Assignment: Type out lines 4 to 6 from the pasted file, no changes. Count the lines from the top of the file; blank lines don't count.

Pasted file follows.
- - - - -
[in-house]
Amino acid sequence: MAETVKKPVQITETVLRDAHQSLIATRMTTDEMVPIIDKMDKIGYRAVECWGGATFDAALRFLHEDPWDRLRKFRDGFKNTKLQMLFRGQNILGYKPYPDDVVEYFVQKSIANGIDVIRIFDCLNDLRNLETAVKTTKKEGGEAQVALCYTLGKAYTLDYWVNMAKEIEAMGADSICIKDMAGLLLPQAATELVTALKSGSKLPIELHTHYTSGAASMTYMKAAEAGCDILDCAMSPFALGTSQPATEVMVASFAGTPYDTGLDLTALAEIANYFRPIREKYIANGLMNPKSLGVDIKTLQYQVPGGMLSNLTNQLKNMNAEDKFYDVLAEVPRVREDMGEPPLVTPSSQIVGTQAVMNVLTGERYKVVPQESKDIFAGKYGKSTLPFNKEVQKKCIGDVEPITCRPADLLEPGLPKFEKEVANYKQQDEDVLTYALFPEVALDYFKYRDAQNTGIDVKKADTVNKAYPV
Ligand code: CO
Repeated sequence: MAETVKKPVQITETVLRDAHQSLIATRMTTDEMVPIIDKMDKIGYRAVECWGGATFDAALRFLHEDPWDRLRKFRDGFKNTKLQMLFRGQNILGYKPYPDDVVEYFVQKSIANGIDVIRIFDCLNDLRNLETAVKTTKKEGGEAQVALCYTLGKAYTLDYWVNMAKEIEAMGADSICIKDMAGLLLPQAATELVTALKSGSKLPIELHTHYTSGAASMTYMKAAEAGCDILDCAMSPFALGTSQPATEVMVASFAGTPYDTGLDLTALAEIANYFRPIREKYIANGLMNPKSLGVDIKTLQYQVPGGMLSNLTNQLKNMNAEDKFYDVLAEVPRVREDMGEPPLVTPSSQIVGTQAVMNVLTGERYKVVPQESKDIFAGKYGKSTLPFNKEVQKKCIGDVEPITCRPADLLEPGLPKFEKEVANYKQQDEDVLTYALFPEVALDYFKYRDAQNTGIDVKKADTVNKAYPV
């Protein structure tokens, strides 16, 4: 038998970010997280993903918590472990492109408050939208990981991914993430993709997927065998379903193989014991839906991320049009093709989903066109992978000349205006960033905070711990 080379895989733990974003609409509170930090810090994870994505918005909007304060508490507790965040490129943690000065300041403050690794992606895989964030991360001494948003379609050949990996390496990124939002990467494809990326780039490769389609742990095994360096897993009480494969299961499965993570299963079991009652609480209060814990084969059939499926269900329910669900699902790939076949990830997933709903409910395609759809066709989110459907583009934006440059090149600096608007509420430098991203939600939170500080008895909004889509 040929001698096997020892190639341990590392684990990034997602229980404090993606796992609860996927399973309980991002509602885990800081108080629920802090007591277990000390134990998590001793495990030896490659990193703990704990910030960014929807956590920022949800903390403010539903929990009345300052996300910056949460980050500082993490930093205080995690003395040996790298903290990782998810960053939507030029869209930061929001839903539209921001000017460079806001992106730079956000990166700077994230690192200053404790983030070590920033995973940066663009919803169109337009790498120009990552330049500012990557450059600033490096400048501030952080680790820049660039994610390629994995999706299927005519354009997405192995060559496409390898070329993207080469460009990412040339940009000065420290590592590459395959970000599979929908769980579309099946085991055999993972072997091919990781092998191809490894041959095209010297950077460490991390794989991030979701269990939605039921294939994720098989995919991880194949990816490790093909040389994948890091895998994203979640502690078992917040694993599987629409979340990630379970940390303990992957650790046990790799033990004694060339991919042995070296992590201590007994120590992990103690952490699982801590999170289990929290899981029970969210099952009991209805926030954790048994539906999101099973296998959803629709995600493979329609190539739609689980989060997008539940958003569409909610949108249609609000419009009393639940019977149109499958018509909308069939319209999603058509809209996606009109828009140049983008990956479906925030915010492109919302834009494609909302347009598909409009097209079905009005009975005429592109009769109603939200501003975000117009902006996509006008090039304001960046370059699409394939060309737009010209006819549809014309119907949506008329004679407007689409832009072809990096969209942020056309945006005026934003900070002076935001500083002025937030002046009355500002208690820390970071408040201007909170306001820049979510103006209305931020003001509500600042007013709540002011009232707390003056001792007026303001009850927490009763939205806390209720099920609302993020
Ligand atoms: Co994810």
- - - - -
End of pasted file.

Repeated sequence: MAETVKKPVQITETVLRDAHQSLIATRMTTDEMVPIIDKMDKIGYRAVECWGGATFDAALRFLHEDPWDRLRKFRDGFKNTKLQMLFRGQNILGYKPYPDDVVEYFVQKSIANGIDVIRIFDCLNDLRNLETAVKTTKKEGGEAQVALCYTLGKAYTLDYWVNMAKEIEAMGADSICIKDMAGLLLPQAATELVTALKSGSKLPIELHTHYTSGAASMTYMKAAEAGCDILDCAMSPFALGTSQPATEVMVASFAGTPYDTGLDLTALAEIANYFRPIREKYIANGLMNPKSLGVDIKTLQYQVPGGMLSNLTNQLKNMNAEDKFYDVLAEVPRVREDMGEPPLVTPSSQIVGTQAVMNVLTGERYKVVPQESKDIFAGKYGKSTLPFNKEVQKKCIGDVEPITCRPADLLEPGLPKFEKEVANYKQQDEDVLTYALFPEVALDYFKYRDAQNTGIDVKKADTVNKAYPV
């Protein structure tokens, strides 16, 4: 038998970010997280993903918590472990492109408050939208990981991914993430993709997927065998379903193989014991839906991320049009093709989903066109992978000349205006960033905070711990 080379895989733990974003609409509170930090810090994870994505918005909007304060508490507790965040490129943690000065300041403050690794992606895989964030991360001494948003379609050949990996390496990124939002990467494809990326780039490769389609742990095994360096897993009480494969299961499965993570299963079991009652609480209060814990084969059939499926269900329910669900699902790939076949990830997933709903409910395609759809066709989110459907583009934006440059090149600096608007509420430098991203939600939170500080008895909004889509 040929001698096997020892190639341990590392684990990034997602229980404090993606796992609860996927399973309980991002509602885990800081108080629920802090007591277990000390134990998590001793495990030896490659990193703990704990910030960014929807956590920022949800903390403010539903929990009345300052996300910056949460980050500082993490930093205080995690003395040996790298903290990782998810960053939507030029869209930061929001839903539209921001000017460079806001992106730079956000990166700077994230690192200053404790983030070590920033995973940066663009919803169109337009790498120009990552330049500012990557450059600033490096400048501030952080680790820049660039994610390629994995999706299927005519354009997405192995060559496409390898070329993207080469460009990412040339940009000065420290590592590459395959970000599979929908769980579309099946085991055999993972072997091919990781092998191809490894041959095209010297950077460490991390794989991030979701269990939605039921294939994720098989995919991880194949990816490790093909040389994948890091895998994203979640502690078992917040694993599987629409979340990630379970940390303990992957650790046990790799033990004694060339991919042995070296992590201590007994120590992990103690952490699982801590999170289990929290899981029970969210099952009991209805926030954790048994539906999101099973296998959803629709995600493979329609190539739609689980989060997008539940958003569409909610949108249609609000419009009393639940019977149109499958018509909308069939319209999603058509809209996606009109828009140049983008990956479906925030915010492109919302834009494609909302347009598909409009097209079905009005009975005429592109009769109603939200501003975000117009902006996509006008090039304001960046370059699409394939060309737009010209006819549809014309119907949506008329004679407007689409832009072809990096969209942020056309945006005026934003900070002076935001500083002025937030002046009355500002208690820390970071408040201007909170306001820049979510103006209305931020003001509500600042007013709540002011009232707390003056001792007026303001009850927490009763939205806390209720099920609302993020
Ligand atoms: Co994810």